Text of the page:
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Planning for the future: closer collaboration and police officer recruitment

Posted: Friday 6th February 2015
Blog: Blogs

Last week it was announced that Avon and Somerset Police and Wiltshire Police would be forming a strategic alliance to share resources and save money.

It was in December that Acting Chief Constable John Long and I met with our counterparts in Wiltshire to begin discussing how we could work more closely together. Both forces were facing the same challenge; huge savings still to make on top of significant savings found over the past five years. We are already collaborating with a shared Major Crime Investigation Team and Special Branch team and it made sense to see how we could build on this.

As a result of the discussions we have agreed to enter into a strategic alliance which will see us become much more integrated in how we work. Both Avon and Somerset Police and Wiltshire Police will retain their own identity, and with it their Chief Constables and PCC. In addition, neighbourhood and response policing will remain locally controlled. However, everything else is still on the table as we look to share specialist police resources and protective services as well as our corporate functions. While the practicalities are still being worked through this is certainly a big but necessary step for both organisations.

The key thing I want to stress is that all those involved in the discussions are committed to neighbourhood policing, our local partnerships and our work with communities. In fact, this collaboration with Wiltshire will help us protect frontline services. In the past five years, Avon and Somerset Police has had to find £46m savings and we anticipate another £40m savings by 2018/19. So far, we’ve only identified £17m of this and the alliance will help us find around two-thirds of the outstanding savings. Big challenges require radical solutions but we work well with Wiltshire Police already and I’m very optimistic about the future.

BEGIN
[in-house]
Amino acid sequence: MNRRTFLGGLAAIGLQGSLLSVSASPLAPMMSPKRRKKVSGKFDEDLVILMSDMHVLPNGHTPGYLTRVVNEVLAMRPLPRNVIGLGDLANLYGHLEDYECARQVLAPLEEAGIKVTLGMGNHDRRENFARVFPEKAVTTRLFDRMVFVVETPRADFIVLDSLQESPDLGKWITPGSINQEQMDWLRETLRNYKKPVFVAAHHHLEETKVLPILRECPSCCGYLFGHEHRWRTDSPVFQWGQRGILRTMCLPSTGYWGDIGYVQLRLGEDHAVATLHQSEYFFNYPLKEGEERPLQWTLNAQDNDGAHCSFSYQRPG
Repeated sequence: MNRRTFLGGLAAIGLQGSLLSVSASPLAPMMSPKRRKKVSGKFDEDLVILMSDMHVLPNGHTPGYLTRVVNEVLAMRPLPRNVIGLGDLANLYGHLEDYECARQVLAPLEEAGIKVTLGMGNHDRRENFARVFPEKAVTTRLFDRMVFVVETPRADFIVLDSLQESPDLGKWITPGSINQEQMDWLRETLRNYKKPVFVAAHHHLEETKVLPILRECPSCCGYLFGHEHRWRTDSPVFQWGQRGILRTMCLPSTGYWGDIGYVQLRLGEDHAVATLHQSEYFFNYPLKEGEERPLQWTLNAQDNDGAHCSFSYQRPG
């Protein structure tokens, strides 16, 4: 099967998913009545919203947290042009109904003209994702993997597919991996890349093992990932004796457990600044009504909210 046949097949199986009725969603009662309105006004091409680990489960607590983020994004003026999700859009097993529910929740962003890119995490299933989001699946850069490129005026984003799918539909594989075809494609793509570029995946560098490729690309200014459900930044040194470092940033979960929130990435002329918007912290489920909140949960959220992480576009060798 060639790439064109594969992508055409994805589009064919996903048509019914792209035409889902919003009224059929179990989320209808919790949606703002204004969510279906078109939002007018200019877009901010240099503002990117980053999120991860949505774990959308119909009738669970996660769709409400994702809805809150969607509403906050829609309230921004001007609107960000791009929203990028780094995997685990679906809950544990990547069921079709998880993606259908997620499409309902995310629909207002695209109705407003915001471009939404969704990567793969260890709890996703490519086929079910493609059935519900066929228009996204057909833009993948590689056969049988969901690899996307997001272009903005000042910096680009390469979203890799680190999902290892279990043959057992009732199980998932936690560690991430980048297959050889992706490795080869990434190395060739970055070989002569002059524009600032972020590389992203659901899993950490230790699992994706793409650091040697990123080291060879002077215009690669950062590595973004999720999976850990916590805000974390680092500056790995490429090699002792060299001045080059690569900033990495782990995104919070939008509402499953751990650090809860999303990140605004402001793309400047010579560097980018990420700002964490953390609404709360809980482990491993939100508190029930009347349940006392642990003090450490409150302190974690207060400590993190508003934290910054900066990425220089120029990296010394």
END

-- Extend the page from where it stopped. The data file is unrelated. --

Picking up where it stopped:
We’re certainly not retreating from our communities and in fact the Constabulary have this week started recruiting for 120 new police officers. I still believe – as do the vast majority of people – that police officers are pillars of our communities and widely respected. They do a tough job and deserve our appreciation.

It’s important that police officers represent all parts of our community so if you’re interested please don’t discount yourself just because you think you’re not what we’re looking for – let the Constabulary be the judge of that. Opportunities to recruit in the future will be few and far between so now is the time to seize the moment and apply.

It was a similar situation when I put myself forward for the role of Police and Crime Commissioner. I’m not a politician and hadn’t ever stood for election or run a campaign so in many ways I didn’t fit in to what people expected of the role. However, I had suitable experience in business and as a Magistrate and was passionate about the role off PCC being an independent one and local people having an independent candidate to choose from. I put myself forward and was surprised but delighted to have been elected. Two years on, I’m still very proud to be your PCC.

So if you want to be a police officer but don’t think you fit in be brave, apply and see what happens. Like me, you could end up surprised, delighted and with a new job. Good luck to everyone who applies.

Until next time,

Sue

 
 
 
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